Tuesday, June 30, 2009

California and mandatory spay-neuter laws

Neither California's SB 250 nor any other mandatory spay-neuter or anti-breeding bill we've seen yet will greatly reduce the number of dogs. Primary enforcement mandatory spay-neuter will greatly reduce the number of purebreds because it will drive away the best intentional breeders, among them most of the breeders of purebreds who sell to the general public. But the resulting reduction in the pet dog supply will be made up by 'moonshine' breeding and importing from other states.

California's bills isn't even primary enforcement mandatory spay-neuter: You'll only be forced to spay or neuter if you are caught violating some other law. As a practical matter that means that nearly all victims will be well-intended people who slipped up once and got caught. OR people who are targeted for some reason: If animal control wants to find a violation, they will find one.

Most violators of the law will shrug their shoulders and abandon the dog.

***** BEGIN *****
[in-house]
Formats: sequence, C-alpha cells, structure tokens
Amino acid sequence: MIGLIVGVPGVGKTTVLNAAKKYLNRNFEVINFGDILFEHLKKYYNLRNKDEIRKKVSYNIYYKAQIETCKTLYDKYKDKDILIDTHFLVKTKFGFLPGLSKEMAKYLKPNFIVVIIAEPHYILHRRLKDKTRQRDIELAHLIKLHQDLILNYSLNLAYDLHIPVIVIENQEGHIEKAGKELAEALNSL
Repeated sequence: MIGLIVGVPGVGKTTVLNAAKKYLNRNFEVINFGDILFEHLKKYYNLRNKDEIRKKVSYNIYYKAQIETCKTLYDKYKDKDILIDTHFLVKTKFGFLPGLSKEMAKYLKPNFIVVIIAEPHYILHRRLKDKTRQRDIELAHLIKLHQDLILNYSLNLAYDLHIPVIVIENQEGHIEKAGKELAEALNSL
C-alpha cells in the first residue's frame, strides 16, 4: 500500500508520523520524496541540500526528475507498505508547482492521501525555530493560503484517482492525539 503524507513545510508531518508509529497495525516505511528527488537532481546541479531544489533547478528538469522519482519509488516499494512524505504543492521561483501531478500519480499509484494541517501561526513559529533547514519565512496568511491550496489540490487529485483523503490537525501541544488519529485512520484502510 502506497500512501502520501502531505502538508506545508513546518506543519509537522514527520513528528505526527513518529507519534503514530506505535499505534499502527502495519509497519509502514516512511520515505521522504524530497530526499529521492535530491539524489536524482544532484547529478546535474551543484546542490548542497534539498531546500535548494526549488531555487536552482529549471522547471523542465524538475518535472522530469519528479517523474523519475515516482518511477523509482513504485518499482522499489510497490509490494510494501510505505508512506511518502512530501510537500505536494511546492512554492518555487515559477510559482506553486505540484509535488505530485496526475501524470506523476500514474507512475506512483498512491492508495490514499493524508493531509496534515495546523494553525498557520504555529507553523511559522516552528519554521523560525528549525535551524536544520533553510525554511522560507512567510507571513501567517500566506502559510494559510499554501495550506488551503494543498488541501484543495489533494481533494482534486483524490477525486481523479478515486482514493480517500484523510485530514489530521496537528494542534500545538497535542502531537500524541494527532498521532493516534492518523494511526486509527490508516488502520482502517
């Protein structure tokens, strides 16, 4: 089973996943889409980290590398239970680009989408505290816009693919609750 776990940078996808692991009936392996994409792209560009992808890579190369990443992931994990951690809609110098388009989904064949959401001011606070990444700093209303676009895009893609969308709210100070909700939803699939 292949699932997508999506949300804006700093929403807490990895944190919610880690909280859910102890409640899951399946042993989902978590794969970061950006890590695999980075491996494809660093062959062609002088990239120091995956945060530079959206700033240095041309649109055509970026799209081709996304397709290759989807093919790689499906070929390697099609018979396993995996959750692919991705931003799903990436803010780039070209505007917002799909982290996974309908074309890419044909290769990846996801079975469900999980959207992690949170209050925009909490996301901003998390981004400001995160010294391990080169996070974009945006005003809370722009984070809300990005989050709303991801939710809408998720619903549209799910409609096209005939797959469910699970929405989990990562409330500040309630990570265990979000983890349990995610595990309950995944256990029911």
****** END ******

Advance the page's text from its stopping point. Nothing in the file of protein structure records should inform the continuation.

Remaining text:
It's only the BEST breeders who are at risk from such bills. There'll still be plenty of dogs and plenty of business for pet sitters.

As a practical matter this is dog population control by doubling the risk that the dog is struck by lightning. Yes, spay-neuter will happen, but it'll be on a semi-random basis, too rare to have an effect on eproductive statistics. The largest effect will be due to increased abandonment in the first year or two by people who believe that the law actually requires spay-neuter of all pets and who cannot afford that.

You have to wonder about legislators who cannot think through how such a law would work. How can they possibly figure out a state budget?

Oh -- wait ...